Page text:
Hulme. To his grandson Ezra.”) The following decade. or at least rectify current ideas of it. An outstanding orator. both with Robert Spoo. Pound arranged to have 250 copies of Profile: An Anthology Collected in MCMXXXI privately printed in Milan. poems by Pound.H. and Ezra Pound and Margaret Cravens: A Tragic Friendship 1910–1912 (1988).” The collection opens with Arthur Symons’s late Romantic lyric “Modern Beauty. Homer. Two of these—Cheever Dunning and Emmanuel .g. Williams. Appleton. and 28). Throughout. He paid the employees of the lumber company in his own money. E. He failed frequently and spectacularly in business but always managed to recover. They had three children. Thaddeus Coleman (1832–1914) Descriptive Bibliography (1978). with A. He was nominated for a seat in Garfield’s cabinet.L.240 Pound. H. ambitious. which can provide a satisfying alternative to “the mere excrement” found in the “British and American commerciallysustained weeklies. and charismatic. Cummings. Thaddeus was energetic. but he withdrew his candidacy after a rival denounced him for leaving his wife and living openly in Washington with another woman. and in 1876 he went to Congress as a Republican representative. The volume then portrays the period 1909–1914—the crucial avant-guerre years that saw the rise of vers libre and Imagism—as a stretch of time whose chief masters were Ford Madox Ford and T. Thaddeus was a model of the American pioneer spirit and a warrior in the struggle against corruption and usury. with Philip Grover. Wisconsin. retiring shortly after. merits only two lyrics (“Hermes of the Waves” and “Oread”). 1915–1925. Wisconsin. Eliot.) from Lawrence University. Thaddeus had a lively and promising career in government. which was redeemable only in the company store. frequently interspersing terse prose commentary. Marianne Moore. He also published several volumes of poetry and contributions to little magazines.” (Robert Frost comes in for much worse: His verse is dismissed as “Sincere.” Next. Pound describes the work as “a collection of poems which have stuck in my memory and which may possibly define their epoch. see J/M 33) and The Cantos (21. a faithful record of [a] life [that does not] differ greatly from that of horses and sheep. Florence. extending from the Yellow Nineties to the Proletarian Thirties. and a son who died. In an epigraph. and Pound himself. Walton Litz (1984). and James Joyce illustrate the best work from the first decade of the twentieth century. S. By 1870 he had been elected lieutenant governor of Wisconsin. which absorbed Thaddeus’s railroad after it went into receivership. less well known poets. where he worked as a bookkeeper for a lumber company. and Ezra and Dorothy Pound: Letters in Captivity 1945–1946 (1999). He is a founding trustee of the Wyndham Lewis Memorial Fund in England.” The anthology presents these poems in roughly chronological order. he is “that man [who] sweated blood to put through that railway” (Canto 21). Thaddeus Coleman (1832–1914) Ezra Pound’s grandfather Thaddeus was born in a pioneer shack in Elk. At Princeton he published Ezra Pound and Dorothy Shakespear. Cockram Profile In 1932. it seeks to trace the “contour” of a tradition in Modern verse. In 1989 he received an honorary degree (D. William Carlos Williams. 22. is represented by generous selections from T. without emotion. very dull. and he soon became a partner in the Union Lumbering Company. The section treating the latter half of the 1920s and the early 1930s is largely given over to introducing and defending younger. and they settled in Chippewa Falls. which Pound unflatteringly labels “more or less static. E. without tragedy. D. Their Letters 1908– 1914. Pound mentions him both in his prose works (e. but his Chippewa Falls line fell prey to competition from the much larger Northern Pacific. E. without metrical interest. and he borrowed against this scrip to establish a railroad company. Omar Pound Pound.. He married Susan Angevine Loomis from upstate New York. Patricia A. Pennsylvania.

Thomas Hardy. Alice Corbin. which was prepared during the same period and in which “Provença” appears as the title of the chapter on the troubadours. Apart from these. features highlighted in the discussion of Tuscan verse in The Spirit of Romance and later in “Medievalism. Not only does Pound nod to the depression-era Zeitgeist by incorporating “class poetry. Moore. Zukofsky). as well as material under preparation for the volume that came out as Canzoni with Mathews in 1911. Mina Loy. with which Pound hopes to have “dug up” de Born when in “Sestina: Altaforte” he borrows the stanza form that the troubadour might have employed to describe the joys of war. and Parker Tyler. Insofar as Profile as a whole can be said to offer its readers a canon of Modernist poetry.” Next to Occitan and Tuscan canzoni. Another impression left by Profile: It displays a surprising heterogeneity of taste. by extracts from the longer works “Villon. it suggests that whereas a handful of writers have produced quality writing that epitomizes a particular style and historical moment (Ford. Louis Zukofsky. Ten of the fourteen poems from A Lume Spento included in Personae are found also in Provença. and the nowobscure Scottish Modernist Joseph Gordon MacLeod—justly receive more attention.” which presents a Cino Polnesi. Translation is one strategy of reviving the past: “Planh for the Young English King” translates a song by Bertrans de Born. to which are added the following centuries of verse in the Romance languages. “Canzon: The Yearly Slain” thus follows the cobla estrampa rhyme scheme favored by Arnaut Daniel (rhyming abcdefg-abcdefg). he downplays the politics of these pieces and emphasizes instead their robust völkisch idiom. and a Petrarchan octave. including the Italian trecento and the fifteenth-century French poet Villon to whom two “villonauds” are dedicated. Another strategy is the persona. and “A Song of the Virgin Mother” a component from Lope de Vega’s play Los Pastores de Belen. The persona comes closer to the Browningesque dramatic monologue in “Cino. Williams. They are represented. sonnets both stilnovist and Petrarchan. in November 1910.” but he also finds praise for such diverse figures as Padraic Colum. socialist-themed lyrics and a group of “Negro Songs of Protest” that had appeared in New Masses. who is not the stilnovista of Pistoia but nevertheless a poet. Pound) has proved capable of changing and progressing over the decades. whereas “Canzone: Of Angels” represents the canzone as practiced by the poets of il dolce stil nuovo and focuses upon vision and light. Hulme. Pound rounds out Profile with five short. published by the Boston house Small.” “Poem Beginning ‘The. This eminent trio is distinguished by having poems appear on three or more occasions within Profile’s timeline. Walter de la Mare.’ ” and The Ecliptic. The title places a focus on the twelfth-century poetry of Provence (in contemporary academic discourse referred to as Occitania). Cummings. The concerns of the volume largely coincide with those presented in Pound’s study of Romance poetry. both published by Elkin Mathews in London in 1909. Brian M.Provença 241 Carnivali—were protégés of questionable merit whom Pound had touted for several years without attracting much interest. The “studies in form” of the Canzoniere section rehearse the stanza forms and rhyme schemes of troubadours and trecento poets. the section gives us the Tuscan ballata. The Canzoniere section thus represents an occasion for the study of the rhymes and stanza forms favored by the poets . wandering the roads of Italy in 1309. respectively. The volume provides a selection from Personae and Exultations. the volume includes no first-time publications but constitutes a step in the process of selection from the early verse that reaches the stage of a definitive “Collected Poems” with Personae of 1926. Reed Provença Provença was the first American collection of Ezra Pound’s poetry. an even shorter list of authors (Eliot. The Spirit of Romance (1910). Fourteen poems of Canzoni are here published for the first time in the section Canzoniere: Studies in Form. Three others— Basil Bunting. Maynard & Co.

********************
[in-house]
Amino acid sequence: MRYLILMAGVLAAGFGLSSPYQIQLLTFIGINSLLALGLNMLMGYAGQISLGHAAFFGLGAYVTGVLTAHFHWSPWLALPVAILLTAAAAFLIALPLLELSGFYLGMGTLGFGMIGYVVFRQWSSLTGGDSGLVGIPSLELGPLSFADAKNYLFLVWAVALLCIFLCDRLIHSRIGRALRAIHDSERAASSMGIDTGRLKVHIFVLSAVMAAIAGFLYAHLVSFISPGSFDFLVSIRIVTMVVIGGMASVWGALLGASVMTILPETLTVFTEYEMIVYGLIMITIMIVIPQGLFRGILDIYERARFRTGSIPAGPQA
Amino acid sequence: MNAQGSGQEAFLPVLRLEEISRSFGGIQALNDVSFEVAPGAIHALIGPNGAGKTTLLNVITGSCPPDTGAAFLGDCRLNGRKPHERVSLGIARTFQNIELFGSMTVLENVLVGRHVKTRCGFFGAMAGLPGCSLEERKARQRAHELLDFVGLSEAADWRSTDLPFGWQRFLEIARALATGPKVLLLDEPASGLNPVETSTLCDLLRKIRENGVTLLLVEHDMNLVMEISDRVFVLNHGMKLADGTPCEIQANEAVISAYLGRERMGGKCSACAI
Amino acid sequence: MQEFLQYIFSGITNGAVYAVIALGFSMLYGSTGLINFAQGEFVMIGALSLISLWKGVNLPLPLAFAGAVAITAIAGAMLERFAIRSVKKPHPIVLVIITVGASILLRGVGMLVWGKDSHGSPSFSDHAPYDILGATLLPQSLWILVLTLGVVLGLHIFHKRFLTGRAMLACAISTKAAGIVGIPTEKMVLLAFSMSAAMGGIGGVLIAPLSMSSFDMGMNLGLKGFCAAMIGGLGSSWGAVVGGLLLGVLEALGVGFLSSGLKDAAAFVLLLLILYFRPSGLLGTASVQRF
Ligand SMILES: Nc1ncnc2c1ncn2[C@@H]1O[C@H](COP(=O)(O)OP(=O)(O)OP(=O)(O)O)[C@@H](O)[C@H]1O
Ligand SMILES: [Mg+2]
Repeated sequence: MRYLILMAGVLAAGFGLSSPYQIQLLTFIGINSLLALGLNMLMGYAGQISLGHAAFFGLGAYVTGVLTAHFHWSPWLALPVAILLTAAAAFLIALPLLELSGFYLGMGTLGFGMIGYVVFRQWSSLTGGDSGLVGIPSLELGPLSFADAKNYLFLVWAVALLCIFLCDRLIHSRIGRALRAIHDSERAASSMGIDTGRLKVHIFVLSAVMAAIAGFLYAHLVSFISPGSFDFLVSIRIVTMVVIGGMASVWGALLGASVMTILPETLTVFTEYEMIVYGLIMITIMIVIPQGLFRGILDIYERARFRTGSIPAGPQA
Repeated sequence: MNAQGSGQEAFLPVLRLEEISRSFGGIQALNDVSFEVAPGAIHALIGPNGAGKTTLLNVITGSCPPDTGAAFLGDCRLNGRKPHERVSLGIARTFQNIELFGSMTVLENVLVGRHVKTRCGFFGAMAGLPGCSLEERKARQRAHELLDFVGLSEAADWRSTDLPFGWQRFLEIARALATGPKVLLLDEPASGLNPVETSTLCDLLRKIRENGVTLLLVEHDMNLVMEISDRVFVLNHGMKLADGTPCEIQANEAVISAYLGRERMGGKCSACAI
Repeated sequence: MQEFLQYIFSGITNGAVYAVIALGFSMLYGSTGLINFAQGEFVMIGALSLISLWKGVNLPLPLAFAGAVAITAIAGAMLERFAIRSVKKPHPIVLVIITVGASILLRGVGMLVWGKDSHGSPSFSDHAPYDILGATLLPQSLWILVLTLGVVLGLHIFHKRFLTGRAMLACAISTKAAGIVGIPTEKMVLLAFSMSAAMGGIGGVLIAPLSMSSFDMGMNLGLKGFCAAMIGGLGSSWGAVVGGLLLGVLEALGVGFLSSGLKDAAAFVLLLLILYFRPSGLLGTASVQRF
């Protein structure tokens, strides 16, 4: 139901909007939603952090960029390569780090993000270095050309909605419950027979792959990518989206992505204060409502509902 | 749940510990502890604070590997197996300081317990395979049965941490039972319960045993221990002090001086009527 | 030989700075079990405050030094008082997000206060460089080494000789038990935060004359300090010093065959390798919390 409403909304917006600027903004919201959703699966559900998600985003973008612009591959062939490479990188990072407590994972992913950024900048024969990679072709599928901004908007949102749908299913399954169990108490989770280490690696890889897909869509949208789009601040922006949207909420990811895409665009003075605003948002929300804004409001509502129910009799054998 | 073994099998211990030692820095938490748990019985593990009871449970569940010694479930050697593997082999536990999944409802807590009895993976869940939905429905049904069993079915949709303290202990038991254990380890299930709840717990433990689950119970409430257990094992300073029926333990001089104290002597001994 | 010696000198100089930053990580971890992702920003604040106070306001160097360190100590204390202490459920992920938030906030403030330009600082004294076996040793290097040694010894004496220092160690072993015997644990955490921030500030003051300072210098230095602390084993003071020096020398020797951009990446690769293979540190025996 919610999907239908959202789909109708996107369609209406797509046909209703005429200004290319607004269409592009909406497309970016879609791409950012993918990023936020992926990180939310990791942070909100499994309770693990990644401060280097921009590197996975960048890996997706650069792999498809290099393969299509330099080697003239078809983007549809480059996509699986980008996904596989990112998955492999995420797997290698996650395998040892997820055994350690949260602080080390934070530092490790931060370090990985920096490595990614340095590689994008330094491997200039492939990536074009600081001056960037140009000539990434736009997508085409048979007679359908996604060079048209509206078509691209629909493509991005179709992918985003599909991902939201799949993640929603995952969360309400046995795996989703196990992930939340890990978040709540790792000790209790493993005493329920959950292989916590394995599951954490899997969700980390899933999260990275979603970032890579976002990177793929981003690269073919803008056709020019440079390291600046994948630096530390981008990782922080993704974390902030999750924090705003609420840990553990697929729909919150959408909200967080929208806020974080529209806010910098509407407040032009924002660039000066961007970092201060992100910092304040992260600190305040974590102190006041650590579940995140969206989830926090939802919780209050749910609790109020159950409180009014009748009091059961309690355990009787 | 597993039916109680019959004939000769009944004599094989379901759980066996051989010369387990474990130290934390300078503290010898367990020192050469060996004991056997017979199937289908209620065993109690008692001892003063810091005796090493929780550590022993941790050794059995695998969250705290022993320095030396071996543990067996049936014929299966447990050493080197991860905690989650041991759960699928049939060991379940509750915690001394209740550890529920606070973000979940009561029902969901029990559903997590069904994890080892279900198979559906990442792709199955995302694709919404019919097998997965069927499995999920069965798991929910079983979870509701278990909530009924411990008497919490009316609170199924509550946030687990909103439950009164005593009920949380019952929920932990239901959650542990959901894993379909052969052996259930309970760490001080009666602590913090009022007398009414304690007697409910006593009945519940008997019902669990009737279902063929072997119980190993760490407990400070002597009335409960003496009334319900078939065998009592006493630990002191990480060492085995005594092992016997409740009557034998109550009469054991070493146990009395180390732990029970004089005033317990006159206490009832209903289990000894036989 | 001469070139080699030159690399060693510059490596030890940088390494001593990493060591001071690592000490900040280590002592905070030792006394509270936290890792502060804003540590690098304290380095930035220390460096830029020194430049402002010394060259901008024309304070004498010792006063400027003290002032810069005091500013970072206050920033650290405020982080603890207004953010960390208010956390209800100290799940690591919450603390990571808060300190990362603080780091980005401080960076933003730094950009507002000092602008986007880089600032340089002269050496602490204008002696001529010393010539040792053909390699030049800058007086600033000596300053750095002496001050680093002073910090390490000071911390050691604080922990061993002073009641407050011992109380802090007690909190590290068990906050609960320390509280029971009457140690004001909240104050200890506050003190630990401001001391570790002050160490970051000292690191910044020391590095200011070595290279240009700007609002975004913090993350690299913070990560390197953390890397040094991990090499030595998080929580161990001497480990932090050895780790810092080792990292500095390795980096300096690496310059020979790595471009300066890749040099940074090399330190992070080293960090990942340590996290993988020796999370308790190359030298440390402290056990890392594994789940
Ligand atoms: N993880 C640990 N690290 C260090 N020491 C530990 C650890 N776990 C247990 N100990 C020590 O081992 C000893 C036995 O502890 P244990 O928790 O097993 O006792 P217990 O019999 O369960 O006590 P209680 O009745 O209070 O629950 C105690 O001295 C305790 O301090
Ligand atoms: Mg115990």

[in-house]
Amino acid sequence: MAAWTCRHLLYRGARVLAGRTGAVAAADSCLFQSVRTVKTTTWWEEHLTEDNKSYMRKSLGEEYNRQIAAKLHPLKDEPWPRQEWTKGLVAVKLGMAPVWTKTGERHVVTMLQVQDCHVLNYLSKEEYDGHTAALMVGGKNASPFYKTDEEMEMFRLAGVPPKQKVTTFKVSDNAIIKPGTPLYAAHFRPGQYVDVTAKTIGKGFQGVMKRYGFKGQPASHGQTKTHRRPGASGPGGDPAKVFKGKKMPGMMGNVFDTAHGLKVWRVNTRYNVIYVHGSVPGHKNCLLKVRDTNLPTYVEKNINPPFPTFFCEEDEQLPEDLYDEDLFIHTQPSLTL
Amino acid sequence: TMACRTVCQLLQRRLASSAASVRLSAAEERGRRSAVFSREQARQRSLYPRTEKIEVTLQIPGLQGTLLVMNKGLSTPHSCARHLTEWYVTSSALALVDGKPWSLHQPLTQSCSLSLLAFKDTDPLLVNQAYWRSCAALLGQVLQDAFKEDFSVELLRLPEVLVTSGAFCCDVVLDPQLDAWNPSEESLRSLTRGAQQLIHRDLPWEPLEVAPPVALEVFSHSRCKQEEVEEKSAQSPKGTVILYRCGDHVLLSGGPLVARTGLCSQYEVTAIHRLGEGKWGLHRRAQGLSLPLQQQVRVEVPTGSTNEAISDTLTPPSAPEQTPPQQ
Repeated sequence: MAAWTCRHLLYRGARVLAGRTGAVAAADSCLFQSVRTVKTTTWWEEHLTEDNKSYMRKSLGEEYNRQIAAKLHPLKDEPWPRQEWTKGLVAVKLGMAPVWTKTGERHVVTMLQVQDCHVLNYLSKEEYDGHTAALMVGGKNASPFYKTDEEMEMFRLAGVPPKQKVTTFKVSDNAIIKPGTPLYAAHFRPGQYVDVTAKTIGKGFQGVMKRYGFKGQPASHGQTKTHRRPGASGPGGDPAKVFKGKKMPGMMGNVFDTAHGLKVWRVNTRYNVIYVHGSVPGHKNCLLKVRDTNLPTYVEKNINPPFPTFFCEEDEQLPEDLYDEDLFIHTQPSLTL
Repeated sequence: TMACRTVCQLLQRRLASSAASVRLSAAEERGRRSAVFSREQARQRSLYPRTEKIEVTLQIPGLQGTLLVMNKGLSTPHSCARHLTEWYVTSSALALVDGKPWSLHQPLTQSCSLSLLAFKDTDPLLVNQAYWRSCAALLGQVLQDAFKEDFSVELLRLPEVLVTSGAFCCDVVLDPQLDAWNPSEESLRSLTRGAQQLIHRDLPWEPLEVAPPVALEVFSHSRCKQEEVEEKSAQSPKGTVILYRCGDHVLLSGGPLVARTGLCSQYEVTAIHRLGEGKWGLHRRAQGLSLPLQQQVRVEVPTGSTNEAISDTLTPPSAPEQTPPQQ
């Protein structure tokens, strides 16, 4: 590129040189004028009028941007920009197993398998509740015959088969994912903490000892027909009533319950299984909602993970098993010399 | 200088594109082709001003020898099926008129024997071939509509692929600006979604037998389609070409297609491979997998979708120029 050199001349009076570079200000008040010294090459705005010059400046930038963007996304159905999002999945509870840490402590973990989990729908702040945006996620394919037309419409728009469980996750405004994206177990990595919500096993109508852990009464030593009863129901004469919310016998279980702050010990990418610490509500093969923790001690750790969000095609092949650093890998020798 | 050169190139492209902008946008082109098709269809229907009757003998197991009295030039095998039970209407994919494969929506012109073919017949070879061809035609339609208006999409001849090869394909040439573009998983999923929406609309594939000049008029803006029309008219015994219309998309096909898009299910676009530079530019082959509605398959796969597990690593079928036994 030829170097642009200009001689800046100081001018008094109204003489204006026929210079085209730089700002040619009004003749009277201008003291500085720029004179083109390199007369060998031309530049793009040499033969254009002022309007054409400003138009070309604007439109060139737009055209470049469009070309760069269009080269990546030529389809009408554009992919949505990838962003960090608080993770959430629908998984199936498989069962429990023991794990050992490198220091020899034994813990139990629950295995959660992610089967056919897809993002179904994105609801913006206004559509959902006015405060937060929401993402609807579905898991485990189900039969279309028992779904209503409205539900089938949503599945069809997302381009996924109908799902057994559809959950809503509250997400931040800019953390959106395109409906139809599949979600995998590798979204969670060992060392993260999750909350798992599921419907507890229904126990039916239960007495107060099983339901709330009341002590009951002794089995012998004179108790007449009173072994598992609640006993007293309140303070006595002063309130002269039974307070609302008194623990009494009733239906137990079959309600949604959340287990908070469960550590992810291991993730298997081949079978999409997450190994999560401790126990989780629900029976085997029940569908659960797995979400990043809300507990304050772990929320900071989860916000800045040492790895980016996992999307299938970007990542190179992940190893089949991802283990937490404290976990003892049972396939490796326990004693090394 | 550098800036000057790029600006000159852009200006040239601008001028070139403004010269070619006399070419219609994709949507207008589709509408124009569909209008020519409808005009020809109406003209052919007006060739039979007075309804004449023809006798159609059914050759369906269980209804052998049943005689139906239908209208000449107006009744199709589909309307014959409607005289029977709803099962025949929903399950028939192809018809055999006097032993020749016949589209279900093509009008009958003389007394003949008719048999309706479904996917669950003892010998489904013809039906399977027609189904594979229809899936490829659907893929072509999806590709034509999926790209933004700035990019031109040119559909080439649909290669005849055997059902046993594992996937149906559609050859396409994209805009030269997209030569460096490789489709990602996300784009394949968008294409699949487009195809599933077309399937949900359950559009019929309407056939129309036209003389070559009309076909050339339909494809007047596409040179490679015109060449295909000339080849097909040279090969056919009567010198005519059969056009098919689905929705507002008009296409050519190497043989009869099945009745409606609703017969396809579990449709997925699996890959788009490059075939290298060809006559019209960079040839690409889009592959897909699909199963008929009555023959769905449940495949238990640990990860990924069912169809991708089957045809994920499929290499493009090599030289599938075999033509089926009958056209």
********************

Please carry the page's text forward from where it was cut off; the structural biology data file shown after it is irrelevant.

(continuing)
include archaisms. There Pound questioned Lévy about the meaning of noigandres. Thomas H. from Hamilton. Thomas F. The Poetry of Ezra Pound: The Pre-Imagist Stage. Bibliography de Nagy. a Provençal term from which the entire Canto grows. and their ambition remains aesthetic. “The Belangal Alba. and especially of Yeats.” The poem was written in medieval Latin with a refrain in Provençal. Swinburne had worked with the troubadours’ sestina. 1968.A. it represented the point of transition from Latin to the vernacular. Like the generation of scholars who preceded him. The highly diverse poems of Provença. and Provence would thus become a cornerstone for him in his search for “origins. Bern: Francke Verlag. The Early Poetry of Ezra Pound. as well as several anthologies. 1969. Witemeyer. and shadows. Anglo-Saxon.242 Provençal Literature invoked through personae and translations in the first two sections of the book. and both had translated Villon.” The emulation of the voices of the nineteenth century and the study of forms of troubadours and stilnovisti present us with a poet searching for a poetic voice and function. The Poetry of Ezra Pound: Forms and Renewal. Pound had published in the Hamilton Literary Magazine the first of many translations from Provençal. however. echoes of whom are evident in “An Idyl for Glaucus” and “Laudantes decem pulchritudinis Johannae Templi. Ezra Pound’s Early Poetry and Poetics. who had done graduate work in Romance languages in Europe after receiving his B.” Through Shepard. 1960. The influence of the nineteenth century is striking also in the verse where Pound is not evoking “the Spirit of Provence” but assuming the aesthetic stances and poetic voices of Pre-Raphaelites and the poets of the 1890s.” Indeed they had. and the following January he began a series of six lectures at the London Polytechnic titled “A Short Introductory Course of Lectures on the Development of Literature in Southern Europe. Grieve. Pound would chronicle his meeting with Emile Lévy. but the reinterest in Pound’s work in Provençal in the 1960s and 1970s would be one factor in the second revival of